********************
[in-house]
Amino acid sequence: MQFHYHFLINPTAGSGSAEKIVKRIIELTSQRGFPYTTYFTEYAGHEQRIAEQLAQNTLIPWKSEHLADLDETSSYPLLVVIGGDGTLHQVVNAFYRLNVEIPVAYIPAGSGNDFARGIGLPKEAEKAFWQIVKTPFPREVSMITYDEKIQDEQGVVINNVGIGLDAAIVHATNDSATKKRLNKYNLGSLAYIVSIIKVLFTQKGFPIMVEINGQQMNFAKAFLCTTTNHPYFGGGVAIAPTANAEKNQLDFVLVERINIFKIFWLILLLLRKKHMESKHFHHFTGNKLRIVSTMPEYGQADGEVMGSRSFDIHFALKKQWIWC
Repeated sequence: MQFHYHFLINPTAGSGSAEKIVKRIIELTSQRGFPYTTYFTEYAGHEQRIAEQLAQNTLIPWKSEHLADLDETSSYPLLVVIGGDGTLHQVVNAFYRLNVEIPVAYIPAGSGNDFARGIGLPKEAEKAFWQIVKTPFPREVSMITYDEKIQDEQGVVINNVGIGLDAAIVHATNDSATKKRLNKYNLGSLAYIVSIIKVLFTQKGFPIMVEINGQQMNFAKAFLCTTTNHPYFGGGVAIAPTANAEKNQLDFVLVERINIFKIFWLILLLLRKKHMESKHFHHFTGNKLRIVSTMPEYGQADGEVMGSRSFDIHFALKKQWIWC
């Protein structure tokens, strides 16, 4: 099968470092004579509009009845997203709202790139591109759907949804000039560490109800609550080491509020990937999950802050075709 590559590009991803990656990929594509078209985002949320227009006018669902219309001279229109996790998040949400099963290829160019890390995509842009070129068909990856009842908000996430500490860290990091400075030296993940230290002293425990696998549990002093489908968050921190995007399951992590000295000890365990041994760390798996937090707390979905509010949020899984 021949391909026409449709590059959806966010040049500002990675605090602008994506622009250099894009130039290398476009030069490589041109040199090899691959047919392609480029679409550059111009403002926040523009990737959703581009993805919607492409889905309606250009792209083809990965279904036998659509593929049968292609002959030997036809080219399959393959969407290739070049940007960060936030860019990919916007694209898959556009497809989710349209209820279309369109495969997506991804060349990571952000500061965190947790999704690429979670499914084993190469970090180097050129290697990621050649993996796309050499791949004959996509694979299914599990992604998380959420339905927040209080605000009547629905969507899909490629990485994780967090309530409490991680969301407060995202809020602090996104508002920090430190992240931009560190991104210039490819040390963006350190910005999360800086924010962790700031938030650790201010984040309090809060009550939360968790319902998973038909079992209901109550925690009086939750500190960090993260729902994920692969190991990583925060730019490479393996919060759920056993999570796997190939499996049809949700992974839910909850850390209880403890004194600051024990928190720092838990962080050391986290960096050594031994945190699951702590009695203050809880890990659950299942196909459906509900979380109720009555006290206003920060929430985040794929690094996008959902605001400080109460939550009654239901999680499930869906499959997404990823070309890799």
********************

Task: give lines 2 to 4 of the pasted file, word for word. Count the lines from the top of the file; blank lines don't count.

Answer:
Amino acid sequence: MQFHYHFLINPTAGSGSAEKIVKRIIELTSQRGFPYTTYFTEYAGHEQRIAEQLAQNTLIPWKSEHLADLDETSSYPLLVVIGGDGTLHQVVNAFYRLNVEIPVAYIPAGSGNDFARGIGLPKEAEKAFWQIVKTPFPREVSMITYDEKIQDEQGVVINNVGIGLDAAIVHATNDSATKKRLNKYNLGSLAYIVSIIKVLFTQKGFPIMVEINGQQMNFAKAFLCTTTNHPYFGGGVAIAPTANAEKNQLDFVLVERINIFKIFWLILLLLRKKHMESKHFHHFTGNKLRIVSTMPEYGQADGEVMGSRSFDIHFALKKQWIWC
Repeated sequence: MQFHYHFLINPTAGSGSAEKIVKRIIELTSQRGFPYTTYFTEYAGHEQRIAEQLAQNTLIPWKSEHLADLDETSSYPLLVVIGGDGTLHQVVNAFYRLNVEIPVAYIPAGSGNDFARGIGLPKEAEKAFWQIVKTPFPREVSMITYDEKIQDEQGVVINNVGIGLDAAIVHATNDSATKKRLNKYNLGSLAYIVSIIKVLFTQKGFPIMVEINGQQMNFAKAFLCTTTNHPYFGGGVAIAPTANAEKNQLDFVLVERINIFKIFWLILLLLRKKHMESKHFHHFTGNKLRIVSTMPEYGQADGEVMGSRSFDIHFALKKQWIWC
């Protein structure tokens, strides 16, 4: 099968470092004579509009009845997203709202790139591109759907949804000039560490109800609550080491509020990937999950802050075709 590559590009991803990656990929594509078209985002949320227009006018669902219309001279229109996790998040949400099963290829160019890390995509842009070129068909990856009842908000996430500490860290990091400075030296993940230290002293425990696998549990002093489908968050921190995007399951992590000295000890365990041994760390798996937090707390979905509010949020899984 021949391909026409449709590059959806966010040049500002990675605090602008994506622009250099894009130039290398476009030069490589041109040199090899691959047919392609480029679409550059111009403002926040523009990737959703581009993805919607492409889905309606250009792209083809990965279904036998659509593929049968292609002959030997036809080219399959393959969407290739070049940007960060936030860019990919916007694209898959556009497809989710349209209820279309369109495969997506991804060349990571952000500061965190947790999704690429979670499914084993190469970090180097050129290697990621050649993996796309050499791949004959996509694979299914599990992604998380959420339905927040209080605000009547629905969507899909490629990485994780967090309530409490991680969301407060995202809020602090996104508002920090430190992240931009560190991104210039490819040390963006350190910005999360800086924010962790700031938030650790201010984040309090809060009550939360968790319902998973038909079992209901109550925690009086939750500190960090993260729902994920692969190991990583925060730019490479393996919060759920056993999570796997190939499996049809949700992974839910909850850390209880403890004194600051024990928190720092838990962080050391986290960096050594031994945190699951702590009695203050809880890990659950299942196909459906509900979380109720009555006290206003920060929430985040794929690094996008959902605001400080109460939550009654239901999680499930869906499959997404990823070309890799």